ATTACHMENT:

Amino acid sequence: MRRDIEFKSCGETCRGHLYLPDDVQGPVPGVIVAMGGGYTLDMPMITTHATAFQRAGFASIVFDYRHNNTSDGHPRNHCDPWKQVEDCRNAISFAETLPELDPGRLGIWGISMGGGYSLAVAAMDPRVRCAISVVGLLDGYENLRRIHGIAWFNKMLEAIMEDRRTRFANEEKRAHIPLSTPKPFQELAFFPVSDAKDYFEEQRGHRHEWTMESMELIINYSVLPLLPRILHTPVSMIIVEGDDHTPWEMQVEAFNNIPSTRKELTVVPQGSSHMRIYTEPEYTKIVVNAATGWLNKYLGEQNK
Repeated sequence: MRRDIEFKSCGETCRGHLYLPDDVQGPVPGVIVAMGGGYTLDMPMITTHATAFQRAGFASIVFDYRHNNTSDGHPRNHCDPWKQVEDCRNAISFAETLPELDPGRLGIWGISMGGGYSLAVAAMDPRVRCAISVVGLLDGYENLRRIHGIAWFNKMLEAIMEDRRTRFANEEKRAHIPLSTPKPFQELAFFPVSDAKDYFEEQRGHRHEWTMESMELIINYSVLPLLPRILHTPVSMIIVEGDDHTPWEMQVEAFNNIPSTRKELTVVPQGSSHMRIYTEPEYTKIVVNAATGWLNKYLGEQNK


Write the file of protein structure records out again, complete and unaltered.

Amino acid sequence: MRRDIEFKSCGETCRGHLYLPDDVQGPVPGVIVAMGGGYTLDMPMITTHATAFQRAGFASIVFDYRHNNTSDGHPRNHCDPWKQVEDCRNAISFAETLPELDPGRLGIWGISMGGGYSLAVAAMDPRVRCAISVVGLLDGYENLRRIHGIAWFNKMLEAIMEDRRTRFANEEKRAHIPLSTPKPFQELAFFPVSDAKDYFEEQRGHRHEWTMESMELIINYSVLPLLPRILHTPVSMIIVEGDDHTPWEMQVEAFNNIPSTRKELTVVPQGSSHMRIYTEPEYTKIVVNAATGWLNKYLGEQNK
Repeated sequence: MRRDIEFKSCGETCRGHLYLPDDVQGPVPGVIVAMGGGYTLDMPMITTHATAFQRAGFASIVFDYRHNNTSDGHPRNHCDPWKQVEDCRNAISFAETLPELDPGRLGIWGISMGGGYSLAVAAMDPRVRCAISVVGLLDGYENLRRIHGIAWFNKMLEAIMEDRRTRFANEEKRAHIPLSTPKPFQELAFFPVSDAKDYFEEQRGHRHEWTMESMELIINYSVLPLLPRILHTPVSMIIVEGDDHTPWEMQVEAFNNIPSTRKELTVVPQGSSHMRIYTEPEYTKIVVNAATGWLNKYLGEQNK